Quatre Bornes

Quatre Bornes, also city of flowers, has almost 79,000 residents and is the fifth largest city in Mauritius. It is located on a plateau in the Plaines Wilhems district and about 15 km from Port Louis.


Vacos-Phoenix is a twin city that was created in 1963 through the merger of the two namesake towns. About 100,000 people live in the third largest Mauritian city, which spreads out so wonderfully on a plateau in the Plaines Wilhems district.

Special structures

Dutch ruins in Viex Grand Port

In Vieux Grand Port, the oldest settlement in Mauritius, you can visit the remains of the first Dutch fortification. Intensive excavation work is currently underway to bring this important part of history back to Mauritius.

Fort Adelaide or La Citadelle in Port Louis

Fort Adelaide is located in Port Louis and was built between 1834 and 1840 by the English who ruled the city at the time. From the fortification one has a fabulous view over the architectural beauty of the Mautitic capital.

Colonial villa Eureka in Moka

The colonial villa Eureka in Moka, also called La Maison Creole, was built in 1830 in the old Creole-French style. It is open to visitors every day.

Martello Towers in Port Louis

The Martello Towers represent the old rivalry between colonial power and the pursuit of independence. Therefore, they are a milestone in Mauritian history because they symbolize the end of slavery.

Town hall in Curepipe

The beautiful town hall of Curepipe was built in 1902. It was architecturally designed in the colonial style.

Government Palace in Port Louis

The Government Palace in Port Louis was built in 1740 and expanded in 1806. Today, however, parliament is meeting in the new building behind the palace.

State Bank Tower in Port Louis

This tall building in the capital Port Louis rises with its 16 floors into the sky and is currently the fourth largest building in the city. It was designed by Campbell Reith Hill. The State Bank Tower, badly damaged by a cyclone during construction in 1994, is 82 meters high and opened in 1995. It mainly contains office space.


Blue Penny Museum in Port Louis

The most important exhibits in the Blue Penny Museum in Port Louis are the blue and orange Mauritius, each worth around 600,000 euros. Most of the time, only the copies can be seen. The originals are only illuminated for 10 minutes at half an hour. The museum can be found on the premises of the Le Caudan Waterfront shopping center.

L’Aventure du Sucre in Beau Bassin-Rose Hill

The “Sugar Adventure” is an interactive, ultra-modern exhibition concept in the heart of the old sugar mill in Beau Bassin-Rose Hill. The interesting history of Mauritius and the sugar cane production in the country is presented.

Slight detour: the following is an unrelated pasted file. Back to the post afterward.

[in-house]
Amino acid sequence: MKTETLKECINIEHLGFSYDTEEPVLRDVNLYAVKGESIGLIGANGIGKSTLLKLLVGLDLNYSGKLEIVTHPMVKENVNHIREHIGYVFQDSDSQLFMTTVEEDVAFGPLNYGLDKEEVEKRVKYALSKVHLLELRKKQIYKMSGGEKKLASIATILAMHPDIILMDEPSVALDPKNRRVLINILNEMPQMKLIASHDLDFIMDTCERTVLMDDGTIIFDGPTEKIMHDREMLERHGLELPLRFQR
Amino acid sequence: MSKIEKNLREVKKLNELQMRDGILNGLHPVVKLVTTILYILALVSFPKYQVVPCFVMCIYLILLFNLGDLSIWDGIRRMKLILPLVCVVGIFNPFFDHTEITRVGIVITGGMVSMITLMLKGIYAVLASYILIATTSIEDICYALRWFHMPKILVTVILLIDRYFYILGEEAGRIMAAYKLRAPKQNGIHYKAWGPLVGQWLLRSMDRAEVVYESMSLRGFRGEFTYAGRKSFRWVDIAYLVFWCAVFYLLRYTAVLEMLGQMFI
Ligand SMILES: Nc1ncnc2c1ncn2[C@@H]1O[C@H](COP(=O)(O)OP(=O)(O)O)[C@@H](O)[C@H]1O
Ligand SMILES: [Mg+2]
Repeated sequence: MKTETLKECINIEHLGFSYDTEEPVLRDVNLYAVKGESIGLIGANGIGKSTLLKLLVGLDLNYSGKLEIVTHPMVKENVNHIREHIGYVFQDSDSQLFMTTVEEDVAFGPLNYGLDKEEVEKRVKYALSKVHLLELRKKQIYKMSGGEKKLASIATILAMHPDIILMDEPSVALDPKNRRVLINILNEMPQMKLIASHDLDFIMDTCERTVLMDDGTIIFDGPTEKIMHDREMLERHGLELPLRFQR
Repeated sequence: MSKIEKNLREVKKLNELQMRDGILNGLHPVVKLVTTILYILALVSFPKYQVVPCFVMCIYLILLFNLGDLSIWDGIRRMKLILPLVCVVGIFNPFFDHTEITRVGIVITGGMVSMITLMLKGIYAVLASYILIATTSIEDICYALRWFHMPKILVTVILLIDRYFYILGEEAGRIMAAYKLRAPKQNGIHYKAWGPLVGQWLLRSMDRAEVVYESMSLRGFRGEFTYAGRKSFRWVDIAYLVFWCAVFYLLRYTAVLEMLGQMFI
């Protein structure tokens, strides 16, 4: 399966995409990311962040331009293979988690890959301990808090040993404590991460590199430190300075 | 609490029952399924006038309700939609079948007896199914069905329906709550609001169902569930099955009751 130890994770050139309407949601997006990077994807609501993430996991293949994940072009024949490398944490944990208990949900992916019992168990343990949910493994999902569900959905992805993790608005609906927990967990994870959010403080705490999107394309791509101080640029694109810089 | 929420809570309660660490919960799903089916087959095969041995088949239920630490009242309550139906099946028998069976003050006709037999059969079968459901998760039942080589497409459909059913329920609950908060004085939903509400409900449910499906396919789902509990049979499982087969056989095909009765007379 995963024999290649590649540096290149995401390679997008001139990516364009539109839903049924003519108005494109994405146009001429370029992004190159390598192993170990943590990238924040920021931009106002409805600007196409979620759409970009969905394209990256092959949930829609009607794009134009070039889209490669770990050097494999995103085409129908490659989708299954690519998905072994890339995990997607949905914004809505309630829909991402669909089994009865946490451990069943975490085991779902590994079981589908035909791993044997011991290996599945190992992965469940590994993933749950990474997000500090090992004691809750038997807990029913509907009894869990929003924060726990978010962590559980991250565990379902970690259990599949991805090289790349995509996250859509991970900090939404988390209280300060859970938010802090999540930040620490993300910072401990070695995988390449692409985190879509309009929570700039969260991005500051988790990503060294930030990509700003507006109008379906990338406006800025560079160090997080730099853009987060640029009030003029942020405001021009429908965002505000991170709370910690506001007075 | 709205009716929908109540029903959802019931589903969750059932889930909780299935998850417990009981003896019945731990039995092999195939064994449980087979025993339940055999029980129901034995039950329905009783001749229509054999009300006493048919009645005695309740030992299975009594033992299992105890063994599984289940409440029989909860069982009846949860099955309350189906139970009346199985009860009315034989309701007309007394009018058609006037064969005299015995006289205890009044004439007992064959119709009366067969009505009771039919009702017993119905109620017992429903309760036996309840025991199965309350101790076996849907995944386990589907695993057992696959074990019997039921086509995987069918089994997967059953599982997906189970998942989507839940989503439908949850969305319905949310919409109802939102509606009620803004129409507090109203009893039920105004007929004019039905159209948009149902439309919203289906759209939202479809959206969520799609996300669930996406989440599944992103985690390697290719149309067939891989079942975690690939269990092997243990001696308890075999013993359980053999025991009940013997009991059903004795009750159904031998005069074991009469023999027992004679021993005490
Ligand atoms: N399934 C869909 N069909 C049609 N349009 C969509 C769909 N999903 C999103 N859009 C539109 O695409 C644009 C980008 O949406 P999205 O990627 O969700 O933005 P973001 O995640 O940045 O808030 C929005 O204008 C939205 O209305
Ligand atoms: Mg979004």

Musee Naval in Mahébourg

The museum in Mahébourg shows historical and maritime objects.

Natural History Museum in Port Louis

The Museum in Port Louis has been showing objects from natural history since 1831.

Worldwide Mask Collection Museum

This museum houses ritual tribal masks, which are among the oldest cult objects in the world.


City Theater of Port Louis

The theater of Port Louis was built in neoclassical style in 1822 and is in very good condition despite its age. The theater seats 600 and is used for amateur theater performances and weddings.

Churches and pagodas

Chinese Thien Thane Pagoda in Port Louis

This Chinese pagoda in Port Louis is an octagonal place of worship with a three-tiered roof.

Notre-Dame Auxiliatrice at Cap Malheureux

Notre-Dame Auxiliatrice at Cap Malheureux is located at the northernmost end of Mauritius. The church has a bright red roof and a small free-standing bell tower.

Church of St. Theres d’Avila in Curepipe

The church with the three-aisled structure was built in Curepipe in 1868-72. The building is in the neo-Gothic style, but the entrance area is in the baroque style.

St. Louis Cathedral in Port Louis

The St. Louis Cathedral in Port Louis dates from 1932. Behind the cathedral is the bishop’s residence.

Mosques and temples

Grand Bassin

The Grand Bassin crater lake extends about 2 km east of Le Pétrin. The Hindus also refer to the lake as Ganga Talao (Lake of the Ganges). Outside of India, this is the largest pilgrimage site for the Hindus. On the occasion of the Maha Shivaratree festival in late February and early March, more than 400,000 Hindus go on a pilgrimage to the lake to make sacrifices to the deities.

There are numerous temples, small sacrificial shrines and statues of gods around the lake. In front of the main temple on the lakeshore there is a statue of Mother Ganga, the embodiment of the holy Ganges, as well as the monkey god Hanuman and the elephant god Ganesha. The depicted 34 m high statue of the main Hindu god Shiva can be found approx. 2 km from the lake.

Legend has it that the crater lake is connected to the Ganges in India. And that’s how it happened: Shiva and his wife Parvati once flew around the earth, because Shiva wanted to show her the most beautiful places on earth.

Shiva carried the river Ganges on his head during the journey. But when they wanted to land in Mauritius, Shiva accidentally spilled some of the water of the Ganges, which then flowed together in a crater hole and formed the Grand Bassin. A really nice story.

Jummah-Masjid in Port Louis

The Jummah-Masjid in Port Louis was built between 1855 and 1885 and is the oldest mosque in Mauritius. She underwent many structural extensions in the 1890s. It rises on the Royal Road and is often described as the most beautiful religious building in all of Mauritius. Every Friday the Friday prayer takes place in the Jummah Mosque, which is also broadcast on the radio.

Maheswarnath in Triolet Shivala